Reliable energy transforms healthcare, creating better services that reach more people. India’s Karuna Trust has given staff and patients the power to deliver 21st century healthcare using affordable, sustainable energy – with amazing results.
The trust’s unique approach creates systemic change rooted in the needs of local communities, and gives clinical staff the skills and resources to tackle energy issues in their buildings. It is the most marginalised patients who benefit most – no longer having to travel long distances for specialist care, or risk power cuts mid-treatment.
19 Karuna Trust health centres, serving321,200 people, are powered by solar electricity.
In Karnataka, Karuna Trust has achieved an infant mortality rate five times lower than the state's rural average.
Sustainable energy innovation has removed diesel expenses in at least one health centre.
"I can treat more patients in less time... in previous jobs we always had to use a generator which created a horrible environment for patients."
Dentist, Gumbally Health Centre
Decent healthcare is impossible without sustainable, reliable and affordable energy. Yet over a billion people around the world use health centres and hospitals with no regular electricity supply. Patients are deprived of lighting for night-time care or births, working equipment, refrigeration for vaccines, and sterilisation facilities. Staff – already struggling to give care few with few resources – are left frustrated and demoralised.
Karuna Trust is an NGO giving free primary healthcare to more than 1.5 million people in rural parts of five Indian states, places which experience power cuts for at least two hours every day. Led by doctors and health professionals, the trust works with authorities and local people to create public-private partnerships. These turn failing government clinics into providers of top-quality healthcare.
Karuna Trust – which also runs community services such as schoolsand training centres – takes a holistic and integrated approach, investing in excellent management systems, infrastructure, technology and support for staff.
The integration of sustainable energy and energy efficiency measures has been important part of the clinics’ transformation. The trust has worked closely with the SELCO Foundation to pilot solar electricity in health centres, guided by the needs of staff and patients. It also improves energy efficiency and patient comfort with clever building designs, incorporating natural lighting and cross-ventilation. And it thoroughly tests equipment and works to ensure high efficiency standards, for example by creating a ‘model’ neo-natal care room that promotes best practice.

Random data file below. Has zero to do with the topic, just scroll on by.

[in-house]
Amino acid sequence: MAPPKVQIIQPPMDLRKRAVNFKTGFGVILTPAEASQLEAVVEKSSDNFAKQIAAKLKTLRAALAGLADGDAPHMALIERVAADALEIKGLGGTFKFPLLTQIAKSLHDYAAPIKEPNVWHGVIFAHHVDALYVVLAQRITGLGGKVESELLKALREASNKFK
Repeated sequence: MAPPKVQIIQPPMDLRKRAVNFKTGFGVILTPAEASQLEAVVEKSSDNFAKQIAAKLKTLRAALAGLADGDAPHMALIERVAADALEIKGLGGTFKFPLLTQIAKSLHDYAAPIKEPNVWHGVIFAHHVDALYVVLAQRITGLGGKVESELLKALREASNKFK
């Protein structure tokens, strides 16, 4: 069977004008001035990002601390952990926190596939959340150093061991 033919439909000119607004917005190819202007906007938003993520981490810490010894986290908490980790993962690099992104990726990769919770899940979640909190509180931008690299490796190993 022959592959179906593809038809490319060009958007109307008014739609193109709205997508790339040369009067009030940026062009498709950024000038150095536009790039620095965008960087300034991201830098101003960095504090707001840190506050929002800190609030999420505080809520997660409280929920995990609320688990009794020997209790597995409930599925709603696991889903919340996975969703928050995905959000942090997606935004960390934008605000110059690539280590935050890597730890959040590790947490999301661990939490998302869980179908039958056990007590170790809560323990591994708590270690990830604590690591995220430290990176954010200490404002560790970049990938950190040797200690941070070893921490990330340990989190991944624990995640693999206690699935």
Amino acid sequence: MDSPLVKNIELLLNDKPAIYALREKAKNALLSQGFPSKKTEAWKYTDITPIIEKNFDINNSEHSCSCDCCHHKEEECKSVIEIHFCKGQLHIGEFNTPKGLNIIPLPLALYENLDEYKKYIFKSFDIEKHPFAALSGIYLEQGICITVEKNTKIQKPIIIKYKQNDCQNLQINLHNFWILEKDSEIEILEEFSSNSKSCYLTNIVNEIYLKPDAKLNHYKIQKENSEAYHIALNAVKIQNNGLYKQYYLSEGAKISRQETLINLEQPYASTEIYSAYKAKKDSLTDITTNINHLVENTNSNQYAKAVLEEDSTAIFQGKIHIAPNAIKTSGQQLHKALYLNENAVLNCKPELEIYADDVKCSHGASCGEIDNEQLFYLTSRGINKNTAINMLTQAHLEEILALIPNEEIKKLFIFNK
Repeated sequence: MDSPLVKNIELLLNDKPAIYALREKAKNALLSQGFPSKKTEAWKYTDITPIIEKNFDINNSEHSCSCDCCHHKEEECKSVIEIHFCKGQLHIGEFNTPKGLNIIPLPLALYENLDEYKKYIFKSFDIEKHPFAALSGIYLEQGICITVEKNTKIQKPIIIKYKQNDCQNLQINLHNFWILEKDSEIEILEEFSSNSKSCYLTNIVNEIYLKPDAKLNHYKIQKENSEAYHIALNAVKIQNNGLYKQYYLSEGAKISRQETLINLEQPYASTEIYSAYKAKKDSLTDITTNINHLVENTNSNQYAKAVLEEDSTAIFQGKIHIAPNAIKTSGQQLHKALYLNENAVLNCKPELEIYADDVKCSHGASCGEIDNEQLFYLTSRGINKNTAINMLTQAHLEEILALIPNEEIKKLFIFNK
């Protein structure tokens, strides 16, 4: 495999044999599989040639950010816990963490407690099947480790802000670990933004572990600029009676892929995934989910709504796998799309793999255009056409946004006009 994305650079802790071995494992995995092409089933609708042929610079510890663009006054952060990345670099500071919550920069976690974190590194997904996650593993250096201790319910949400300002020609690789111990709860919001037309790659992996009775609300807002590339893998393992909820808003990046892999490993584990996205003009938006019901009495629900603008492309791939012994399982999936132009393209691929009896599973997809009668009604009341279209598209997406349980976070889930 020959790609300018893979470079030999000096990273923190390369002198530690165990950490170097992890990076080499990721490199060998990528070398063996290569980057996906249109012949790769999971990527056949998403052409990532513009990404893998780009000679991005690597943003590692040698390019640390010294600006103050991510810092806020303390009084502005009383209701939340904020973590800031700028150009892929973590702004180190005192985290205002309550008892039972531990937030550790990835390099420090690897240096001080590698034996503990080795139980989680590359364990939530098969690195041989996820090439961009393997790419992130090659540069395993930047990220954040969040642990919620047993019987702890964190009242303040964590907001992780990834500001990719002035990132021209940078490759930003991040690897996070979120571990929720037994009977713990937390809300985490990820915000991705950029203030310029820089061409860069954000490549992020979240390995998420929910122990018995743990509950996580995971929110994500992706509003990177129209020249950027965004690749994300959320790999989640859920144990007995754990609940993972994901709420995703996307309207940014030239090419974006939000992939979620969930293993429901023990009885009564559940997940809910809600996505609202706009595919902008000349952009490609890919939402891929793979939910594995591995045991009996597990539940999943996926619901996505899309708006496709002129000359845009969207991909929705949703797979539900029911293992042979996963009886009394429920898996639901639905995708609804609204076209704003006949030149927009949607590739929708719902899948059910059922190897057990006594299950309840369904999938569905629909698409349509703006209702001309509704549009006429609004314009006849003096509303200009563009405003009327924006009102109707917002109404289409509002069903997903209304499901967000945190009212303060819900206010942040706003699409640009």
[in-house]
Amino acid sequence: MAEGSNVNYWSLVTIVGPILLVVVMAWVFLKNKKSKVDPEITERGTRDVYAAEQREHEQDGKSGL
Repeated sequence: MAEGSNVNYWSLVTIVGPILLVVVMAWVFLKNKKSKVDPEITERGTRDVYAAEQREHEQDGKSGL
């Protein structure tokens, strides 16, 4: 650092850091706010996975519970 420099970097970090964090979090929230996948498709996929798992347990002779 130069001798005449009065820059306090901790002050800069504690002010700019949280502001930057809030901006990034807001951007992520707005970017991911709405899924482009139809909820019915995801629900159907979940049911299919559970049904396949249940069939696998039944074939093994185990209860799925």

Beyond the health centre walls, sustainable energy has allowed Karuna Trust to reach further into rural communities. Solar-powered eye clinics in shipping containers serve remote towns and villages that have never had access to these services before. Maternal health workers are equipped with ‘solar back-packs’ holding essential lighting and equipment so they can provide quality care in the field.
The trust works with community governance groups who guide the activities of each health centre. These groups also look after funding for the use and maintenance of equipment, drawing down state funding for community infrastructure. Most funding comes from contracts with state Government. Activities not covered by government money, such as optometry and dentistry, are funded through corporate partnerships and philanthropy.
It is unusual to have such high-quality eye care available in a small
town, far from the city. The mobile eye clinic has transformed things. It helps
us diagnose serious conditions early, people will come here who would never be
able to travel and pay for eye care
Dhanraj Gouda, Optometrist, Santhemarahalli Mobile Vision Centre.
Karuna Trust is creating fairer health and energy systems, concentrating resources on the most marginalised people. The results are spectacular – child and mother death rates have fallen dramatically since the trust adopted the clinics. Its innovative use of sustainable energy has played an important role in this process, as well as driving down energy use and CO2 emissions.
Having more facilities at the heart of local communities allows early treatment and diagnosis, and helps people take preventative steps to improve their health – while better work environments create higher staff retention rates and job satisfaction. The trust’s ultimate aim is to demonstrate great healthcare systems to national and regional decision makers, so lives across India can be dramatically improved.